Staying on the topic of stopping smoking I want to continue the subject by going back to the article I mentioned in my post ‘Dr Mark Porter Blowing A Smokescreen Over How To Stop Smoking.’ In it he makes the point that women may be more susceptible to the damaging effects of cigarette smoke than men, something I’m not totally disagreeing with, it’s the possible reasons for it that rankle with me. He states,” Quite why women should be more likely to smoke than their male peers, or be more susceptible to smoking related illnesses such as premature heart disease (a 25% higher risk according to the latest study), is unclear. Likely factors range from its use as an appetite suppressant to the marketing tactics used by tobacco companies, which seem to be aiming more at the female smoker with slick packaging and menthol or ‘light’ brands.” I was fascinated by this and decided to investigate further …..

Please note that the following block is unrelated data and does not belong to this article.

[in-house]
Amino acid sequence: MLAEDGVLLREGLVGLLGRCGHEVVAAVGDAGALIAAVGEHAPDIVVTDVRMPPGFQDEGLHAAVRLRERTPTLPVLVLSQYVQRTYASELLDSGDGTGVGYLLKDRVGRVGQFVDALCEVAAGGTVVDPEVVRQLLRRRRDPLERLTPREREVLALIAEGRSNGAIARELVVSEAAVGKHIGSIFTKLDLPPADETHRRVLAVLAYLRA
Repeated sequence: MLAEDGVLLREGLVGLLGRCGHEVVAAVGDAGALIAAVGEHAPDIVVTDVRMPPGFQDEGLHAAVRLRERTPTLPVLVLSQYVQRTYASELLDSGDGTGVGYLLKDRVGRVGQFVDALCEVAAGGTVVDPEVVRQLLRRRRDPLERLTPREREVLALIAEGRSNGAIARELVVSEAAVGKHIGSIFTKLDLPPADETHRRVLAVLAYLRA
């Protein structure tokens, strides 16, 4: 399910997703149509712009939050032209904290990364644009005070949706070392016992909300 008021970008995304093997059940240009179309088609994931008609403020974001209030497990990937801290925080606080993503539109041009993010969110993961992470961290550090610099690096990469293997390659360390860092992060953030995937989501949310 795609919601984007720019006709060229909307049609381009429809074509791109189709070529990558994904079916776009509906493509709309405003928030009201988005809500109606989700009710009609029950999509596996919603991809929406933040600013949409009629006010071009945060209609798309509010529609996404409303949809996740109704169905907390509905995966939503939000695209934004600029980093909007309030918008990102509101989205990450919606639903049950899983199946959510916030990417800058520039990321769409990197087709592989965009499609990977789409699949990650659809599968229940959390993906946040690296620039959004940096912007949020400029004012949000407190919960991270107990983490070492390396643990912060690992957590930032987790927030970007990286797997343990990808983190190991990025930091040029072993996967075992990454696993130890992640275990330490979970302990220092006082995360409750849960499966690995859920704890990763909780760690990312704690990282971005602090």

The article is correct in so much as that women are more susceptible to harm from cigarette smoke than men. This is backed up by research appearing on most of the respected medical websites around the globe all of whom quote another article this time in ‘The Lancet’ dated 11th August 2011 (the same article Dr Porter used in his article I suspect) entitled ‘Cigarette smoking as a risk factor for coronary heart disease in women compared with men: a systematic review and meta-analysis of prospective cohort studies’ by Dr Rachel R Huxley DPHil and Mark Woodward PhD in which their interpretation of the research states ..
“Whether mechanisms underlying the sex difference in risk of coronary heart disease are biological or related to differences in smoking behaviour between men and women is unclear. Tobacco-control programmes should consider women, particularly in those countries where smoking among young women is increasing in prevalence.”
As Dr Porter said in his article, the reasons why women appear more susceptible are unclear, which makes his likely factors just as unclear making his smokescreen even smokier. However I totally agree with him that tobacco advertising needs to be monitored more closely and that tobacco companies should take full responsibility for their actions but I am convinced that if someone wants to smoke they will get their hands on a packet of cigarettes regardless of its shape, size or colour. In fact having talked to friends who smoke they always buy a favourite brand which they stick to and the next governing factor is price. Not a sexy looking packet.